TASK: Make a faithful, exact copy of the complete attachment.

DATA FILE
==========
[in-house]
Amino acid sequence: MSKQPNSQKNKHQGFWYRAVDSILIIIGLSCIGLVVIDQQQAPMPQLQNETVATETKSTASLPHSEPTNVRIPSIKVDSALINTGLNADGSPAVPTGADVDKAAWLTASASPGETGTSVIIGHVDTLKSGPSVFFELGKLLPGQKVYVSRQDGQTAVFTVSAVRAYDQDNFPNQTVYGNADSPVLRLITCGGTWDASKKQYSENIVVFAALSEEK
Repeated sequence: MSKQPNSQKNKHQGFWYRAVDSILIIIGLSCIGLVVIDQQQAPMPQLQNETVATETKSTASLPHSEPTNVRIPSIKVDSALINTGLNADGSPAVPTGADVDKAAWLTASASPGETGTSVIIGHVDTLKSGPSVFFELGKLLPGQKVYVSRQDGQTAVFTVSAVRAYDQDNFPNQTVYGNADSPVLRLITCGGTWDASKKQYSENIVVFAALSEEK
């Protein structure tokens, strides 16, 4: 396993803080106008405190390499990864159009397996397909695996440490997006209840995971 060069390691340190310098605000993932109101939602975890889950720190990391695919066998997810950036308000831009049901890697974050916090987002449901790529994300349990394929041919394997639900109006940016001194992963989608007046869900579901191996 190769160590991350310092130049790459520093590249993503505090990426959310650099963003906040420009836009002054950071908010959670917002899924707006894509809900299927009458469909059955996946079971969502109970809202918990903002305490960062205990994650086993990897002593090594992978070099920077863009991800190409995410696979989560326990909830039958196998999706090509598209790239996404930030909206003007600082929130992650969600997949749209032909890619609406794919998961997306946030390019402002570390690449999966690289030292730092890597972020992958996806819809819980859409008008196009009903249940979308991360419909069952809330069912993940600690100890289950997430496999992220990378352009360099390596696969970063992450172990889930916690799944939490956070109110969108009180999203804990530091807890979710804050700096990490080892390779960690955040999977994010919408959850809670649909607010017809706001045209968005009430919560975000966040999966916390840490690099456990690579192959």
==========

[in-house]
Amino acid sequence: MSKQPNSQKNKHQGFWYRAVDSILIIIGLSCIGLVVIDQQQAPMPQLQNETVATETKSTASLPHSEPTNVRIPSIKVDSALINTGLNADGSPAVPTGADVDKAAWLTASASPGETGTSVIIGHVDTLKSGPSVFFELGKLLPGQKVYVSRQDGQTAVFTVSAVRAYDQDNFPNQTVYGNADSPVLRLITCGGTWDASKKQYSENIVVFAALSEEK
Repeated sequence: MSKQPNSQKNKHQGFWYRAVDSILIIIGLSCIGLVVIDQQQAPMPQLQNETVATETKSTASLPHSEPTNVRIPSIKVDSALINTGLNADGSPAVPTGADVDKAAWLTASASPGETGTSVIIGHVDTLKSGPSVFFELGKLLPGQKVYVSRQDGQTAVFTVSAVRAYDQDNFPNQTVYGNADSPVLRLITCGGTWDASKKQYSENIVVFAALSEEK
């Protein structure tokens, strides 16, 4: 396993803080106008405190390499990864159009397996397909695996440490997006209840995971 060069390691340190310098605000993932109101939602975890889950720190990391695919066998997810950036308000831009049901890697974050916090987002449901790529994300349990394929041919394997639900109006940016001194992963989608007046869900579901191996 190769160590991350310092130049790459520093590249993503505090990426959310650099963003906040420009836009002054950071908010959670917002899924707006894509809900299927009458469909059955996946079971969502109970809202918990903002305490960062205990994650086993990897002593090594992978070099920077863009991800190409995410696979989560326990909830039958196998999706090509598209790239996404930030909206003007600082929130992650969600997949749209032909890619609406794919998961997306946030390019402002570390690449999966690289030292730092890597972020992958996806819809819980859409008008196009009903249940979308991360419909069952809330069912993940600690100890289950997430496999992220990378352009360099390596696969970063992450172990889930916690799944939490956070109110969108009180999203804990530091807890979710804050700096990490080892390779960690955040999977994010919408959850809670649909607010017809706001045209968005009430919560975000966040999966916390840490690099456990690579192959």